A team of Royal Navy aviators, including Olympic torch-bearer Corporal Justin Morgan, have carried out a dramatic night-time rescue.
A search and rescue team from 771 Naval Air Squadron at Culdrose tackled 40-ft waves last night to rescue a man 70 miles out to sea.
The duty helicopter crew at Royal Naval Air Station Culdrose were called just before 8pm and scrambled from their Helston base.
They searched the seas for more than an hour and found the man when he lit a flare on his 20-ft yacht.
The Navy team, made up of captain and pilot Lieutenant Commander Adam Jones, observer Lt Cdr Florry Ford, flying pilot Lt Cdr Andy Knight and aircrewman Corporal Justin Morgan, had to work out the safest way to get the man away from his yacht.
They followed normal procedures until the man jumped into the water in his desperation to be rescued.
Cpl Morgan was winched down to rescue the sailor. He said:
“The waves made it very difficult to search for him in very poor visibility.
“The sailor had fallen over on his yacht while trying to fix his masts and rigging. He slipped and injured his ankle.
“We lowered a hi-line to him, which should enable the winchman to be lowered safely onto the deck of the boat.
“But the sailor was so desperate to get off the yacht that he tied the hi-line around his waist and jumped into the water.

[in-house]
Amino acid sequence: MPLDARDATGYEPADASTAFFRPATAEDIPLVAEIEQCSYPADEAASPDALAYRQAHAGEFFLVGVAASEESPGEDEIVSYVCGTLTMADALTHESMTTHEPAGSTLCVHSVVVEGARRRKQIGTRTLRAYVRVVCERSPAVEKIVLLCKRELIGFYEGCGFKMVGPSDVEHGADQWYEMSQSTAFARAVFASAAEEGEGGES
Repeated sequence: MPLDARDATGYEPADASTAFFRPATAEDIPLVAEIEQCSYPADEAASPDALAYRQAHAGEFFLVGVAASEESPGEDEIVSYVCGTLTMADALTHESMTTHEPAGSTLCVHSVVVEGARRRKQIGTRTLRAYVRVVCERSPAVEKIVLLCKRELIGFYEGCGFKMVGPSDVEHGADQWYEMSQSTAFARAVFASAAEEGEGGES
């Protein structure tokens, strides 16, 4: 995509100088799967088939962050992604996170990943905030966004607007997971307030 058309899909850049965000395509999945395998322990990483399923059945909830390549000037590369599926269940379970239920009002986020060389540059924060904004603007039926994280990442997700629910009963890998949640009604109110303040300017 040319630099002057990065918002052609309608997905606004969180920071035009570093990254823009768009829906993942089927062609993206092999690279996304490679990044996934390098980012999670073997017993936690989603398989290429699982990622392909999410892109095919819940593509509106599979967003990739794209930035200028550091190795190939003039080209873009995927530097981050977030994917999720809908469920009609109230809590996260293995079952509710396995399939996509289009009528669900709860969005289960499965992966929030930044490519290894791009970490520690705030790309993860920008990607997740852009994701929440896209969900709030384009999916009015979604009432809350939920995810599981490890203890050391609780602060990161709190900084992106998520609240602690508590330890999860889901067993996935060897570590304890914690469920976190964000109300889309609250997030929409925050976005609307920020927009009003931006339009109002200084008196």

“We then had to act very quickly to ensure his safety.”
Justin was lowered into the water by Lt Cdr Ford and had to try and pull the sailor on the line by hand towards him. He said:
“I knew that I couldn’t let go of the 200ft rope, even though it was very heavy, or we would lose the sailor.
“It was really difficult to pull him towards me because of the extremely high waves.
“Eventually I had to inflate my own lifejacket to make things easier and I managed to get the strop around him so the crew could winch him to safety.
“But the 200-ft rope was still tangled around us, so I had to cut parts of it from us first.
“When we were eventually winched back safely to the helicopter we lay on the floor, thinking about what we had been through. It was an epic job.”
The casualty was taken to the Royal Cornwall Hospital.
Earlier this year Justin was one of the crew who transported the Olympic Flame from RNAS Culdrose to Lands End at the start of the torch relay.
On Wednesday the Royal Marine will begin his attempt to cycle 3,100 miles across the USA in 17 days to raise money for the Children’s Hospice South West and the Royal Marines Benevolent Fund. For more information, please visit www.3100miles.co.uk